LIMA — Odd-year elections are often the odd one out, with no presidential or gubernatorial races to garner any attention.
“People don’t see all the races on TV constantly,” said Shelly Burkhart, assistant director of the Putnam County Board of Elections. “During the even years, they see a lot of national and statewide races on television.”
With this year’s election also featuring no state issues and very few county issues in the region, that only adds to the lack of interest in this year’s races.
“We don’t have too much without those this year,” said Karen Lammers, director of the Putnam County Board of Elections.
“This is probably the quietest election I’ve seen since I’ve been on the board,” said Ken Terry, Lammers’ Allen County counterpart.
These factors lend the boards of election for Allen, Putnam and Auglaize counties to believe Tuesday’s election will see either an average or below average turnout at the polls.
“I’m expecting it to be about 30 percent countywide,” Terry said, “with some areas higher than others.”
Another statistic supporting this notion is the number of absentee ballots requested, often seen as an indicator of voter interest leading up to an election.
“Right now, we have 845 absentee ballots,” Lammers said. “That’s lower than a presidential election, naturally, but it’s probably an average election total here.”
Michelle Wilcox, director of the Auglaize County Board of Elections, took an optimistic view of the county’s absentee numbers.
“We’re around 650 on absentee ballots that we’ve mailed out,” she said. “I had predicted around 1,000, but that’s still above average from what we’ve seen in other counties.”
These numbers pale when compared to four years ago. Putnam County had distributed 1,400 absentee ballots that year, almost twice this year’s number. Allen County has also seen a similar trend, with 45 percent of registered voters participating in 2009.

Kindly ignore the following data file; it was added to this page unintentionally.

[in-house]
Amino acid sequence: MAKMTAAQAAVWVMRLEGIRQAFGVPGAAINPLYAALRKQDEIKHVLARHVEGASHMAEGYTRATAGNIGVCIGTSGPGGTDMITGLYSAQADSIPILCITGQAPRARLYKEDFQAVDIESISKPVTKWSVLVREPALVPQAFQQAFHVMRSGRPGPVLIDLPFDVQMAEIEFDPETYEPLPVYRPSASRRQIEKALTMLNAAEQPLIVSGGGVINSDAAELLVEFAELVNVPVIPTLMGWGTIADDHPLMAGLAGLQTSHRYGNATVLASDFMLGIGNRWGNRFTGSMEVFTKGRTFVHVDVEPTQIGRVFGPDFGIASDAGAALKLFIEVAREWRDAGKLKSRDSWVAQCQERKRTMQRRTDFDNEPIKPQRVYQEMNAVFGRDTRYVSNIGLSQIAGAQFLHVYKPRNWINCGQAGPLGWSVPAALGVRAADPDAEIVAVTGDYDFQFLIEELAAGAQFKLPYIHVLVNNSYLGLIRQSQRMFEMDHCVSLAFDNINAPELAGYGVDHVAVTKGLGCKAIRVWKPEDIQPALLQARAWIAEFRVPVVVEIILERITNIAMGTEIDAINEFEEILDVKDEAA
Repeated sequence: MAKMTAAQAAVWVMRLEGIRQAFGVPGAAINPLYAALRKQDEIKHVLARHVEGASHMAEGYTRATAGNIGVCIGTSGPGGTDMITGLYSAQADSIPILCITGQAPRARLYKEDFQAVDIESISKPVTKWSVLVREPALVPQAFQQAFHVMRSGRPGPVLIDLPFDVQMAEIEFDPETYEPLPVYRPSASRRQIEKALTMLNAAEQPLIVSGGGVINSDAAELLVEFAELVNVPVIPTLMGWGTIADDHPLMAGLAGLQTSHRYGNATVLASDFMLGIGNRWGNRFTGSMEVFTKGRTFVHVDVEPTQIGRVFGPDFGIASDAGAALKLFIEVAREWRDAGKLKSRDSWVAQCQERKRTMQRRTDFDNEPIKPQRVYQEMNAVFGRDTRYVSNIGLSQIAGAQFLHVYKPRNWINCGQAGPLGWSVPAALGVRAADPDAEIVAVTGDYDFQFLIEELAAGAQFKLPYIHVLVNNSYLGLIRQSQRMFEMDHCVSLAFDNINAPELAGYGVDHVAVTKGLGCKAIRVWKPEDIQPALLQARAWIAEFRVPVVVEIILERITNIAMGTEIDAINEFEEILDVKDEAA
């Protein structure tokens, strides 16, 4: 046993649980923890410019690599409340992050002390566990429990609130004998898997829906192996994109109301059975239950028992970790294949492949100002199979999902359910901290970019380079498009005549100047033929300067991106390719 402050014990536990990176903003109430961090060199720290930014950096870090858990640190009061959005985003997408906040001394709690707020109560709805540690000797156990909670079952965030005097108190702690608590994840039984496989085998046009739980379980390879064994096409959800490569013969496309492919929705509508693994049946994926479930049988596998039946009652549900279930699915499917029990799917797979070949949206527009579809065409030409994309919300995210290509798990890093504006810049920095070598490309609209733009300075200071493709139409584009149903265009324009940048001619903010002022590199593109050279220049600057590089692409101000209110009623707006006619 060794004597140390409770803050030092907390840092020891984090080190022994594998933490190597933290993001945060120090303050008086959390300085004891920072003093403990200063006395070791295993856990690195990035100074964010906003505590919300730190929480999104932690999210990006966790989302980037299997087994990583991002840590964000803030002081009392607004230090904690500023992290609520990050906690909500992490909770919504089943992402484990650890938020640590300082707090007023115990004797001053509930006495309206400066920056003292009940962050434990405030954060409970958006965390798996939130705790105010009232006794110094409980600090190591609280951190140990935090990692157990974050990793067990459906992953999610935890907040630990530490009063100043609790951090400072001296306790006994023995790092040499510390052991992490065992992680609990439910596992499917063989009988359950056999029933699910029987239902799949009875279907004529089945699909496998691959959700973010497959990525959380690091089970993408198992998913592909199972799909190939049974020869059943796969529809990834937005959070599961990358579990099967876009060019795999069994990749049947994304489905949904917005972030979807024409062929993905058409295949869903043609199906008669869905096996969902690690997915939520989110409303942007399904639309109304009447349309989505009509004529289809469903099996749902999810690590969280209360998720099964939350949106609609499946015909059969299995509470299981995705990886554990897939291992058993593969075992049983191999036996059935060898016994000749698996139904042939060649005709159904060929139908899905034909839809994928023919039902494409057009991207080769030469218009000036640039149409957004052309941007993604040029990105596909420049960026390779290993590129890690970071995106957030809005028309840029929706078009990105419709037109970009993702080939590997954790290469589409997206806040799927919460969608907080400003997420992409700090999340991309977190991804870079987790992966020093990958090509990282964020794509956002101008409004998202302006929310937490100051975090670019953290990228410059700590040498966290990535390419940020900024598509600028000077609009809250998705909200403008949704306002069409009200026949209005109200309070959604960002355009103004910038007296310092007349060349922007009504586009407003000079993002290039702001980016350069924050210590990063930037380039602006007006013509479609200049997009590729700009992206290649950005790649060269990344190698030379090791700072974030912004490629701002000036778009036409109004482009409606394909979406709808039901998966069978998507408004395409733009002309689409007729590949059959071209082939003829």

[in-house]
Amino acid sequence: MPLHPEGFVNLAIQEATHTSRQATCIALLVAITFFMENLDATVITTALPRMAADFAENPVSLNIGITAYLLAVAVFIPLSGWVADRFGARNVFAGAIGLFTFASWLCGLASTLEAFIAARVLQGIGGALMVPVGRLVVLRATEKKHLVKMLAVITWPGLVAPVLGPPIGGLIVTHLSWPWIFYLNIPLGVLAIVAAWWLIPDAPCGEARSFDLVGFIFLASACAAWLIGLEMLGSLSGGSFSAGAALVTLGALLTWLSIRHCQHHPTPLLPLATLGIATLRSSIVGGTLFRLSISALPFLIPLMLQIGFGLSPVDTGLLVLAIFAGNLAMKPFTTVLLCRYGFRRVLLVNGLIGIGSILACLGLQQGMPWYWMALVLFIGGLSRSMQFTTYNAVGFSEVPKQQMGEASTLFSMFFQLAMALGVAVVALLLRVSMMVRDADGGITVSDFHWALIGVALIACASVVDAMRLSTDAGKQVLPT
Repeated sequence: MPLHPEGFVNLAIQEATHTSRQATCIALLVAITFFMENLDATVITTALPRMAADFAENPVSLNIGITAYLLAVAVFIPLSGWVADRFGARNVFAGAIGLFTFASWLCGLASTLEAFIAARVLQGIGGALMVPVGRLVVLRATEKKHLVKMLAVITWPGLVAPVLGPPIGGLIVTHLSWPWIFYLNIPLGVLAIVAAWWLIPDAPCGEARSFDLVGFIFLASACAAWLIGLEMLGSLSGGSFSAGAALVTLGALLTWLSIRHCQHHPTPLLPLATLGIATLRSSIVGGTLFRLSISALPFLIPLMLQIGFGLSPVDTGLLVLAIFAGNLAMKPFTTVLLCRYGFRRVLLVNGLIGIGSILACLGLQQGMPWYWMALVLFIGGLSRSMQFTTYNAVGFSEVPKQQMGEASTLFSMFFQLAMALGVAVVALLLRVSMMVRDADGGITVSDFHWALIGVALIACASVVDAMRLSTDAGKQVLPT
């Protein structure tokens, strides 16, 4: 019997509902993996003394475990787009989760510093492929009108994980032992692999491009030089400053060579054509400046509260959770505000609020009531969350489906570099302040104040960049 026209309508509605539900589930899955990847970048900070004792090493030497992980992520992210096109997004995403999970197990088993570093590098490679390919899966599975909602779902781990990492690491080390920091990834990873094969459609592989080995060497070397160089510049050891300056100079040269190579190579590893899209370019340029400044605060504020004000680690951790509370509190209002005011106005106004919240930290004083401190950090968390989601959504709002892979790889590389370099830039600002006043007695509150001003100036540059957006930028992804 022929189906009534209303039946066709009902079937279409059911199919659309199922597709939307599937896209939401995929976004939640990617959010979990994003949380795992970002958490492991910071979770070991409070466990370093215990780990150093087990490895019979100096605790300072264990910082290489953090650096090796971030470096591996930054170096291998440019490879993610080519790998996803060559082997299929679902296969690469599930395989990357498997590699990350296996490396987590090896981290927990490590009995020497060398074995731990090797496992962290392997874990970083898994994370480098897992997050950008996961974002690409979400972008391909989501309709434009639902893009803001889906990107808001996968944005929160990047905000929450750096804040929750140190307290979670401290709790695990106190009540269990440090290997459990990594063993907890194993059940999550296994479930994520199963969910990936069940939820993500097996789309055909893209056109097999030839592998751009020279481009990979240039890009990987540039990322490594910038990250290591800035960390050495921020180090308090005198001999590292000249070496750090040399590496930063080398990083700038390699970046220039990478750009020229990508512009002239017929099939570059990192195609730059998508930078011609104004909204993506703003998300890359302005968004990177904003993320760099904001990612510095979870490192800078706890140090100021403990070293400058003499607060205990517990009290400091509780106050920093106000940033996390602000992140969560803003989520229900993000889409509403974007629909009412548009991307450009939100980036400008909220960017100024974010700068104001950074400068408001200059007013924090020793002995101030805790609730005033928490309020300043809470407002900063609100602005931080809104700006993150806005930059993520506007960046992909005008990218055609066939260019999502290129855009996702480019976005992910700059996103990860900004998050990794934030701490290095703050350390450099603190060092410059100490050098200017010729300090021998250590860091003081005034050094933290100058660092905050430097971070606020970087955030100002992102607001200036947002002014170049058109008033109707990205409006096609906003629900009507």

“We had just over 3,800 absentee ballots then,” Terry said. “In this election, we have just over 2,000.”
Despite the expected low voter turnout, that does not equate to less work for those behind the scenes.
“It’s the same amount of work for us anyway,” Terry said. “I was here at 6 a.m. today and I probably won’t leave here until 7 tonight.”
“There is no calm before the storm here,” Wilcox said.
While this election may seem mundane compared to last year’s presidential race or the gubernatorial race next year, Terry and the other directors still encourage voters to participate, reminding the public that the results of these elections hit a lot closer to home.
“These are the people who really affect your day-to-day lives,” he said, “whether it’s deciding where to put a stop sign or making decisions about your child’s education. These are absolutely vital to everyday life, but a lot of people just don’t care.
“Perhaps everybody is just so burned out after last year that no one wants to participate in the political process.”